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Hypertension. 1999 Aug;34(2):320-5.

Hypertension and hormone-related neoplasms in women.

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  • 1Istituto di Ricerche Farmacologiche "Mario Negri" , Milan, Italy.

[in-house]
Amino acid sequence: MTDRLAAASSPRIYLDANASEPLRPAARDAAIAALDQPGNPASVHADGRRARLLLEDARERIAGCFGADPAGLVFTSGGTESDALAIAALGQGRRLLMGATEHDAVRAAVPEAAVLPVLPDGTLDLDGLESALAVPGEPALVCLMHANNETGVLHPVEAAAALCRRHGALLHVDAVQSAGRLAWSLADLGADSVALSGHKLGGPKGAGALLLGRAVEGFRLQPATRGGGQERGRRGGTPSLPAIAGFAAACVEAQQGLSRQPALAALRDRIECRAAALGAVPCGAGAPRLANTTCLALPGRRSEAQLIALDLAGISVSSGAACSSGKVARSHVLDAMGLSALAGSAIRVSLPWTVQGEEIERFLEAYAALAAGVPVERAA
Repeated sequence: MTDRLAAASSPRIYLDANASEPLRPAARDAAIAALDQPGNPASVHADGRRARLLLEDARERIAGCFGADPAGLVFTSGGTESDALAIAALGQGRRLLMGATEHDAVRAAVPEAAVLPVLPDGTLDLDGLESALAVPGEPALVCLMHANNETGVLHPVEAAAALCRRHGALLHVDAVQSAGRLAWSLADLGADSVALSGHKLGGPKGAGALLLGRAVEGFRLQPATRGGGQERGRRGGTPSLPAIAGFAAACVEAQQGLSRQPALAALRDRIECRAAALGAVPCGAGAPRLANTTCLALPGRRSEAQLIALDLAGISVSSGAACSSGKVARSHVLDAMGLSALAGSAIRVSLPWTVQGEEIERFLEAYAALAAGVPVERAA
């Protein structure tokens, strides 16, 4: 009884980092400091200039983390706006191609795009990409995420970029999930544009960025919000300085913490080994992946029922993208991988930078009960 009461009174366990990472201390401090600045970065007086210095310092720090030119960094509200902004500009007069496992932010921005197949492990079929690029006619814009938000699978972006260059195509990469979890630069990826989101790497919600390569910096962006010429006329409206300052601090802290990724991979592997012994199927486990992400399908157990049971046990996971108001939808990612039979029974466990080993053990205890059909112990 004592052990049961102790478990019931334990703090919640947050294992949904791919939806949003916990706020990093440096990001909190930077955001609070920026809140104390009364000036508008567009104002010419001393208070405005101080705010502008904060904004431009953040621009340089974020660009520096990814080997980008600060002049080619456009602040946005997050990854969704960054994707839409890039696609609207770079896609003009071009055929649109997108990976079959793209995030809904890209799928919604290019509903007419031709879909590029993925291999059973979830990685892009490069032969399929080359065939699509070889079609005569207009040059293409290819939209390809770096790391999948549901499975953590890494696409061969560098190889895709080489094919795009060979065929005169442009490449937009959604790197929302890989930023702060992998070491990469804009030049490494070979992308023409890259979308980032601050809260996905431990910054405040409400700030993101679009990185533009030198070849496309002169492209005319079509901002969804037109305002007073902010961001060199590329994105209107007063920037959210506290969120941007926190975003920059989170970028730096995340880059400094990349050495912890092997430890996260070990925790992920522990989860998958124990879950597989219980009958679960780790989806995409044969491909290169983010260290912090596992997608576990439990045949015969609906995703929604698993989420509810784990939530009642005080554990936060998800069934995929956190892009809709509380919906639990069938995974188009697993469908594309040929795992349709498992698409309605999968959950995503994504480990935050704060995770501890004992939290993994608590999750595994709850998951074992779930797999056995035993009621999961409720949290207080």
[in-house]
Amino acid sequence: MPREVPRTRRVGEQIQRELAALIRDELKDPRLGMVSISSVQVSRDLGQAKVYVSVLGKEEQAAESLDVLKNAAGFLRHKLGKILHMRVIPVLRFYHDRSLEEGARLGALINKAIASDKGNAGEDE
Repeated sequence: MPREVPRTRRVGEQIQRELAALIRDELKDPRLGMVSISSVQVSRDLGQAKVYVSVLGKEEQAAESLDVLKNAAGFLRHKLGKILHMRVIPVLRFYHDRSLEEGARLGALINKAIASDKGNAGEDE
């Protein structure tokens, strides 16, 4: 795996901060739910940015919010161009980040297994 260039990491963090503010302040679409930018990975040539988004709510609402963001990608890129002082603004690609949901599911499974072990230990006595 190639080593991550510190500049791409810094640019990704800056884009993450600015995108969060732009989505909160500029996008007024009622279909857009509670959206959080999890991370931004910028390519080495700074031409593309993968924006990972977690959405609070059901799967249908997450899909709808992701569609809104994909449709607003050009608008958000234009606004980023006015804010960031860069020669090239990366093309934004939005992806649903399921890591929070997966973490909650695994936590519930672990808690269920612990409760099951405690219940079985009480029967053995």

The relation between hypertension and the risk of selected hormone-related neoplasms in women was investigated in a network of case-control studies conducted in Italy during 1983-1996. Cases were women younger than 75 years with histologically confirmed cancer of the breast (n=3406), endometrium (n=745), ovary (n=970), and thyroid (n=145). Controls were 3054 women admitted in the same geographic area for acute, nonneoplastic, non-hormone-related diseases. Odds ratios (ORs) of treated hypertension were computed after allowance for sociodemographic factors, smoking habits, alcohol consumption, parity, menopausal status, and body mass index (BMI) by means of unconditional logistic regression. The ORs were 1.2 (95% CI, 1.1 to 1.4) for breast cancer and 1.6 (95% CI, 1.3 to 1.9) for endometrial cancer, and the elevated ORs persisted after >/=5 years since diagnosis of hypertension. No significant association was observed for ovarian and thyroid cancer. For breast cancer, the association was apparently stronger at age 55 years or over and consequently after menopause. No appreciable effect modification was evident for endometrial cancer. Allowance for BMI did not explain the association of postmenopausal breast cancer and endometrial cancer with hypertension. The OR of postmenopausal breast cancer was 1.5 (95% CI, 1.1 to 2.0) in hypertensive women with BMI >/=30 kg/m(2) compared with normotensive women with BMI <25 kg/m(2). The corresponding figure for all endometrial cancers was 4.9 (95% CI, 3. 4 to 6.9). Even in the absence of a clear understanding of biological mechanisms, the definition of a role of hypertension on female hormone-related cancers can have relevant implications on individual risk assessment.

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